It’s kind of ironic, that the first time I really started to understand the Grenadian culture was just about a week ago.  Matt and I have had a taxi driver named Bernard for nearly two years now, and he drives us around on the rare occasions that we go out to dinner. Bernard has lived in Grenada his entire life, and has never left the island.  EVER.  Recently on a trip to the Immigration office, it was just me and B-nard (as I fondly like to call him), and we had quite a nice little chat.

Before I get into that, let me explain that Bernard and I often have awkward encounters when it comes time to pay him for the rides.  Usually he says something like, “Just give me whateva you tink (tink is “think” in Grenadian), Saaaaaaaahhhh-rah.”  This inevitably confuses me, and I have no idea how to respond to it, so I usually say something like, “Well, I have no idea, Bernard!  You have to tell me how much!”  Then, we go back and forth, until I get flustered to the point where I throw money at him (not literally), probably over paying him.

So, on our trip to the Immigration Office, we were chattering away, and Bernard revealed to me that he has no intention to ever go to America.  When I asked why, he said it simply.  “In America you don’t get nothin’ for free.  If yer hungry in Grenada, someone will give you some callaloo (a vegetable) for free if you need to eat.  You have to pay for everyting in America.”

So, there you have it.  I finally understood why Bernard and I had all of those miscommunications about paying him for his services.  Perhaps if I had offered him some callaloo a time or two, we may have understood one another a long time ago…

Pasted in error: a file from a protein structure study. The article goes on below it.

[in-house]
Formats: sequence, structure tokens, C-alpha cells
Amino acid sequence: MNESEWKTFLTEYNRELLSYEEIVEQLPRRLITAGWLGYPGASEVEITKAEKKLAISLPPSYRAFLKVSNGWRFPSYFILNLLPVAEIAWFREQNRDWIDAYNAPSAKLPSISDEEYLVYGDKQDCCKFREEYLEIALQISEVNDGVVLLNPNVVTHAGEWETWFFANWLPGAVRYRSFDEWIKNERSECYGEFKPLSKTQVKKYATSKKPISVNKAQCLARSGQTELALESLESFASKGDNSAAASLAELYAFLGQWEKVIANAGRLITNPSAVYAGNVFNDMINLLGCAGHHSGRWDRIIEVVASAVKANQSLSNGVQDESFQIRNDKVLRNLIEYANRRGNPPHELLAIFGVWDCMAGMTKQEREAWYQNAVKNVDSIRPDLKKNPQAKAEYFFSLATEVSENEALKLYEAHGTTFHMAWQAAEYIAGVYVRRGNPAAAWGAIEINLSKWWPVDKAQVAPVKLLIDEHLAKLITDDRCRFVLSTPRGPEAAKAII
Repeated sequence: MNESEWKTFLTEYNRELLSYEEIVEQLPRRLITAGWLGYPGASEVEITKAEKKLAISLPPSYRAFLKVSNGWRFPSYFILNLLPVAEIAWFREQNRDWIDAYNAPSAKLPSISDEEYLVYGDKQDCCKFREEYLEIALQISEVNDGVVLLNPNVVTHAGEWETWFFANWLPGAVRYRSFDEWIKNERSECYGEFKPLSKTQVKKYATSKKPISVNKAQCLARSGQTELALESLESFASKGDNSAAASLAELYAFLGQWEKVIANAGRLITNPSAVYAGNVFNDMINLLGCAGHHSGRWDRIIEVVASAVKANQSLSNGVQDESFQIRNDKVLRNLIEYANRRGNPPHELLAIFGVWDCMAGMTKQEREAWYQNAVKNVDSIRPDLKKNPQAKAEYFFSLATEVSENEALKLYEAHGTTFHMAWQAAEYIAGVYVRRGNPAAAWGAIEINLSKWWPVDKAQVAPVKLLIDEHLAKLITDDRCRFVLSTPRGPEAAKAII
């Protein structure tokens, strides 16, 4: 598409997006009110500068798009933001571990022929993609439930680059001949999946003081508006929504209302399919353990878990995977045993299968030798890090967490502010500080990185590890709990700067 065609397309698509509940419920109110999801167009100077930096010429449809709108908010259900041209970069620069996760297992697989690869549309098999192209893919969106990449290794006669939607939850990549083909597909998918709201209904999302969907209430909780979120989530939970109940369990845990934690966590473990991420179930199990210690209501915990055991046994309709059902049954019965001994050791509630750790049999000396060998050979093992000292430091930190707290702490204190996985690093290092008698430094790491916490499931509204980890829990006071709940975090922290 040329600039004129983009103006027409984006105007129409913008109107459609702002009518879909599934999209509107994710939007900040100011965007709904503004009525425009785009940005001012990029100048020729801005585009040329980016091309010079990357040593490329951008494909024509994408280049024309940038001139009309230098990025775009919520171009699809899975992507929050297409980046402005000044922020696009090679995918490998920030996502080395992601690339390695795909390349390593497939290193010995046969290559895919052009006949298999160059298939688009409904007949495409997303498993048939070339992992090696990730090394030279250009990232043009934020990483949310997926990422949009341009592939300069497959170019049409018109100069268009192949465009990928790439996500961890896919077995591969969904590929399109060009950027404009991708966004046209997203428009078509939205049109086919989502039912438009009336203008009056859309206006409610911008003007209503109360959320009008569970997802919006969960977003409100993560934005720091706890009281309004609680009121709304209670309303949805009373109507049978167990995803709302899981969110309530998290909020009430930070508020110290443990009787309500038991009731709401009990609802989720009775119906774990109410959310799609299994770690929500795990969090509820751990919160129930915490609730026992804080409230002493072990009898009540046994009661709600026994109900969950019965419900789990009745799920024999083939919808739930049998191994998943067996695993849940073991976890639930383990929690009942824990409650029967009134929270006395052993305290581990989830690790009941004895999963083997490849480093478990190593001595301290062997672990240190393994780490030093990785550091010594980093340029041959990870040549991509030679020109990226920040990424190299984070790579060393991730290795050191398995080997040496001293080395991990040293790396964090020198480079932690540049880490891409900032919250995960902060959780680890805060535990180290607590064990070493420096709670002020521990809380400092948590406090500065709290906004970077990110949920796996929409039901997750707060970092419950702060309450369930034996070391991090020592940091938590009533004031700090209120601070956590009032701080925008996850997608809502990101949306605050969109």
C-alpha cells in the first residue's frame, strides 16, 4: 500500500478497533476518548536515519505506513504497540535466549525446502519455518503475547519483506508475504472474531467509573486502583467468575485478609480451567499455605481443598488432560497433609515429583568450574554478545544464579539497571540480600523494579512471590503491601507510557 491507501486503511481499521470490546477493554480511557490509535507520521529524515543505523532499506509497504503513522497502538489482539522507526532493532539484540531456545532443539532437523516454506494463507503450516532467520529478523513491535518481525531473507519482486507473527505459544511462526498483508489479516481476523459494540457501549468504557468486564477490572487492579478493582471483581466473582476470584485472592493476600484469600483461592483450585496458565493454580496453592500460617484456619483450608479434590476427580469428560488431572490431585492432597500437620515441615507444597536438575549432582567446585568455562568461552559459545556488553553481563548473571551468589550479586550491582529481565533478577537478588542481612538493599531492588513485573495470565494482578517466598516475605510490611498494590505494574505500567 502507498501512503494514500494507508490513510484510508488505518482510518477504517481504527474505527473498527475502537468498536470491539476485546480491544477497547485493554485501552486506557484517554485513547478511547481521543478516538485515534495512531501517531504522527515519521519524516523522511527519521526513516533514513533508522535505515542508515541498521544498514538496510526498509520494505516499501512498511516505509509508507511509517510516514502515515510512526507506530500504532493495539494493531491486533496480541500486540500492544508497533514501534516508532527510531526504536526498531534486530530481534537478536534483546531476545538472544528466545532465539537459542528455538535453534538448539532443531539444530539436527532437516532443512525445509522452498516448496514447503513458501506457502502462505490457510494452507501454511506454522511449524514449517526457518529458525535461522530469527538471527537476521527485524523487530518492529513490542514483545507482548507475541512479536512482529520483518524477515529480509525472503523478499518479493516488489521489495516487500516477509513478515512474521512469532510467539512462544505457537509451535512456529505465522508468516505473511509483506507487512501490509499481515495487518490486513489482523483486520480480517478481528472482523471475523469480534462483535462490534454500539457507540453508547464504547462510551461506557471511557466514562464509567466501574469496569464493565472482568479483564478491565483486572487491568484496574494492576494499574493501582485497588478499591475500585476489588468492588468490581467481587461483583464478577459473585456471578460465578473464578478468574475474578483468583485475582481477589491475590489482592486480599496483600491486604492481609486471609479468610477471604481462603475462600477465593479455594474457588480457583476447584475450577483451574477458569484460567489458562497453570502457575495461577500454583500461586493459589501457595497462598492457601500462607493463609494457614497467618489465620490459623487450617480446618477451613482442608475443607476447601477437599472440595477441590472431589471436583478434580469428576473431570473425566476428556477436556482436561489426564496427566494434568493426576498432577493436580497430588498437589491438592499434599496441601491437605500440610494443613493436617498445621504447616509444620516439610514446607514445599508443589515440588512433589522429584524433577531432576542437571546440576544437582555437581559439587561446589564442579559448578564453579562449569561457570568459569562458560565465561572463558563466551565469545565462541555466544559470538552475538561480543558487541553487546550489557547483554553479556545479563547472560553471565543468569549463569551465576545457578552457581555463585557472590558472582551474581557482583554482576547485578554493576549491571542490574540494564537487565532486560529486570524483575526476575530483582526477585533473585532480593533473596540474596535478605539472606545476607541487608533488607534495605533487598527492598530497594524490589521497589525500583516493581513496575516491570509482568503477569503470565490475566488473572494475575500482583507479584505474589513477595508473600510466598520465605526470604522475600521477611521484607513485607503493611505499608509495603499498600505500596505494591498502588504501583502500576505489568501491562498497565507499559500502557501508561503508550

Me, Bernard, the fam, and the infamous taxi van.

Matt and Bernard's child, Jerome. He loved Matt, as all children do.

5.)  You should never go to a foreign country and expect it to be like America. (I learned this one the hard way.)

If I could pass on these words of wisdom to any American traveling abroad, this would be it.  I had a quite the eye opener when I got to Grenada.

Me:  “Wait, there’s no milk for two weeks straight?  Or eggs?  Or chicken?  And this is normal?! Waaaaaahhhhh!! <– (Snookie style.)

Especially when we first got down here, I found all of these things very frustrating.  I didn’t expect Grenada to have the same abundant supermarkets as in America, but I at least thought they would have the essentials.  The lack of food options has been one of the hardest parts about living here for me.  I’ve had to really let go of a lot of my expectations of what I think is normal, and try to improvise more with our meals.  I think if I would have come to Grenada free of expectations, than I might have been pleasantly surprised. Instead, I thought it was going to be something it wasn’t, and it made it that much harder to adjust.

And other non-American things to adapt to in Grenada…

No hot water (or no water at all for that matter, for days at a time), laundry shut down due to water droughts for weeks on end, humongous spiders, centipedes, lizards, and frogs (yes frogs!) in your apartment from time to time.  Ick.

6.)  To be patient.